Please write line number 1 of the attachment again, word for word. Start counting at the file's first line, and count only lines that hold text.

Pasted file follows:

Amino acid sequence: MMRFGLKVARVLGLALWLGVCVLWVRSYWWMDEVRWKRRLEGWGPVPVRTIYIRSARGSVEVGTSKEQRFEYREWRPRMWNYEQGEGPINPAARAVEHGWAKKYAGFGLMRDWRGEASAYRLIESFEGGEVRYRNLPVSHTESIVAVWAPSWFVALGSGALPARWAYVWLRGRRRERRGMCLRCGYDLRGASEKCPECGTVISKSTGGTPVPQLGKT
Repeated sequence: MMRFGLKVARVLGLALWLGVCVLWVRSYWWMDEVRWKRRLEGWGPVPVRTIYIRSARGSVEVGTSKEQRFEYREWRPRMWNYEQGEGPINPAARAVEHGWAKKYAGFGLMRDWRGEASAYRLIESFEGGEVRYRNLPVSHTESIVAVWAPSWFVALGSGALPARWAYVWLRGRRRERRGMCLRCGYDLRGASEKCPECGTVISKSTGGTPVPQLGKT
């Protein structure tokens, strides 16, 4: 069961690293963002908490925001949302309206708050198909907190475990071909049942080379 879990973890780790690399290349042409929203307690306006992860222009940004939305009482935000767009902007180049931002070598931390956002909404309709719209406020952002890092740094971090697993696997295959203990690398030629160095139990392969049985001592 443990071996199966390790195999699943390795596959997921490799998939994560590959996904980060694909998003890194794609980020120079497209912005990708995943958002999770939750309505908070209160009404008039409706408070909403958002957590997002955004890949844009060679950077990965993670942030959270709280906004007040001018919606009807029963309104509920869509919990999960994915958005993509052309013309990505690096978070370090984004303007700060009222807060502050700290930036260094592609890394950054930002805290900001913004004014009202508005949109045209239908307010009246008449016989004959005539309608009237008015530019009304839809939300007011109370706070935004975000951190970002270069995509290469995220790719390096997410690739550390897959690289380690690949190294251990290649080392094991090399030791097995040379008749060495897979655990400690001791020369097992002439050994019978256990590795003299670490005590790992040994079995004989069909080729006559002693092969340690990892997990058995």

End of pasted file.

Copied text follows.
Amino acid sequence: MMRFGLKVARVLGLALWLGVCVLWVRSYWWMDEVRWKRRLEGWGPVPVRTIYIRSARGSVEVGTSKEQRFEYREWRPRMWNYEQGEGPINPAARAVEHGWAKKYAGFGLMRDWRGEASAYRLIESFEGGEVRYRNLPVSHTESIVAVWAPSWFVALGSGALPARWAYVWLRGRRRERRGMCLRCGYDLRGASEKCPECGTVISKSTGGTPVPQLGKT